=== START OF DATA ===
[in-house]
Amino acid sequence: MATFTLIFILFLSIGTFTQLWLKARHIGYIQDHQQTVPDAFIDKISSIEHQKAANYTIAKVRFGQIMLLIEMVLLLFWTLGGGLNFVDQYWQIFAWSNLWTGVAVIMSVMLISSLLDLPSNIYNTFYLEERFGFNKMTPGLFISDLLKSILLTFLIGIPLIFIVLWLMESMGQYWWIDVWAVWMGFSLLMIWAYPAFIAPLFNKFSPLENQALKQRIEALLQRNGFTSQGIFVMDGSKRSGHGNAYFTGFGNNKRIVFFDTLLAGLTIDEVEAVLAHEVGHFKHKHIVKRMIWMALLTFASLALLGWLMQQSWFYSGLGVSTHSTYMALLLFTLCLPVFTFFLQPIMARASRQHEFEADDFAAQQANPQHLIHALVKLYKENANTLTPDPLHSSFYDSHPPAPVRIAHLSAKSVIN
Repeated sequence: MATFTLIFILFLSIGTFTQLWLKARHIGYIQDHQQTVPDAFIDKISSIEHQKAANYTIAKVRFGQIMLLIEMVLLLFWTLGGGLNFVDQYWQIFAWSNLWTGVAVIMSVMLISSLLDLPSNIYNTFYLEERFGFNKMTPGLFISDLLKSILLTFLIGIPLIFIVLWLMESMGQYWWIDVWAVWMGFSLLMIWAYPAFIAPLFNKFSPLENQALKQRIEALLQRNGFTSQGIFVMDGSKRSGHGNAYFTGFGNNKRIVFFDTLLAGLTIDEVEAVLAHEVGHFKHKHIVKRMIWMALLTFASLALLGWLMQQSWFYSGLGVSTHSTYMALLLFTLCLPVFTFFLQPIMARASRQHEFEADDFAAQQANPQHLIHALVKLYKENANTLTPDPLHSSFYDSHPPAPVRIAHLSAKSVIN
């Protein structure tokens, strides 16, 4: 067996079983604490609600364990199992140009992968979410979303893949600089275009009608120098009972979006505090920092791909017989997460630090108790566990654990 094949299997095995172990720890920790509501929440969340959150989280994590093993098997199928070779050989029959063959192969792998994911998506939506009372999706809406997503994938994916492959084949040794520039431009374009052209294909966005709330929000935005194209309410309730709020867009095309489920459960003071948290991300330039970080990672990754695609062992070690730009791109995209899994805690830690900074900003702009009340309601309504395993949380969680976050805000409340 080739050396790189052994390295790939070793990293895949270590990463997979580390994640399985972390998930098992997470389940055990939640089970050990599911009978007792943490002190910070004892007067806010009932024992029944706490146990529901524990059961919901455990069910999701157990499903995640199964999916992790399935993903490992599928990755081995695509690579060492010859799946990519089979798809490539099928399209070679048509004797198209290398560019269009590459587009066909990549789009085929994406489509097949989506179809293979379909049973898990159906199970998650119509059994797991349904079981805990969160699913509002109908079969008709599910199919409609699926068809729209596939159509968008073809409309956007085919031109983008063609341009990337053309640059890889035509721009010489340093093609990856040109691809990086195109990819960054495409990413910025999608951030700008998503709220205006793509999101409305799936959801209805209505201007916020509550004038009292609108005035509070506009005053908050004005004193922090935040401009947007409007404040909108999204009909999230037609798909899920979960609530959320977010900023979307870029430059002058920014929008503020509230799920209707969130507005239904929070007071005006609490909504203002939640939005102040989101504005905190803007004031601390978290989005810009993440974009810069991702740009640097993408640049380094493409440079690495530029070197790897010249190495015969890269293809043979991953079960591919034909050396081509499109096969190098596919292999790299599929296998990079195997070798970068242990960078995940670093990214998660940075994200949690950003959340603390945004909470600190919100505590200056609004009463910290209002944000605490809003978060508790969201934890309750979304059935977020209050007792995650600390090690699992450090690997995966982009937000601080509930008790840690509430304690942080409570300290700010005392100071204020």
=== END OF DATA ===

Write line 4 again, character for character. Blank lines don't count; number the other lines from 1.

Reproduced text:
């Protein structure tokens, strides 16, 4: 067996079983604490609600364990199992140009992968979410979303893949600089275009009608120098009972979006505090920092791909017989997460630090108790566990654990 094949299997095995172990720890920790509501929440969340959150989280994590093993098997199928070779050989029959063959192969792998994911998506939506009372999706809406997503994938994916492959084949040794520039431009374009052209294909966005709330929000935005194209309410309730709020867009095309489920459960003071948290991300330039970080990672990754695609062992070690730009791109995209899994805690830690900074900003702009009340309601309504395993949380969680976050805000409340 080739050396790189052994390295790939070793990293895949270590990463997979580390994640399985972390998930098992997470389940055990939640089970050990599911009978007792943490002190910070004892007067806010009932024992029944706490146990529901524990059961919901455990069910999701157990499903995640199964999916992790399935993903490992599928990755081995695509690579060492010859799946990519089979798809490539099928399209070679048509004797198209290398560019269009590459587009066909990549789009085929994406489509097949989506179809293979379909049973898990159906199970998650119509059994797991349904079981805990969160699913509002109908079969008709599910199919409609699926068809729209596939159509968008073809409309956007085919031109983008063609341009990337053309640059890889035509721009010489340093093609990856040109691809990086195109990819960054495409990413910025999608951030700008998503709220205006793509999101409305799936959801209805209505201007916020509550004038009292609108005035509070506009005053908050004005004193922090935040401009947007409007404040909108999204009909999230037609798909899920979960609530959320977010900023979307870029430059002058920014929008503020509230799920209707969130507005239904929070007071005006609490909504203002939640939005102040989101504005905190803007004031601390978290989005810009993440974009810069991702740009640097993408640049380094493409440079690495530029070197790897010249190495015969890269293809043979991953079960591919034909050396081509499109096969190098596919292999790299599929296998990079195997070798970068242990960078995940670093990214998660940075994200949690950003959340603390945004909470600190919100505590200056609004009463910290209002944000605490809003978060508790969201934890309750979304059935977020209050007792995650600390090690699992450090690997995966982009937000601080509930008790840690509430304690942080409570300290700010005392100071204020």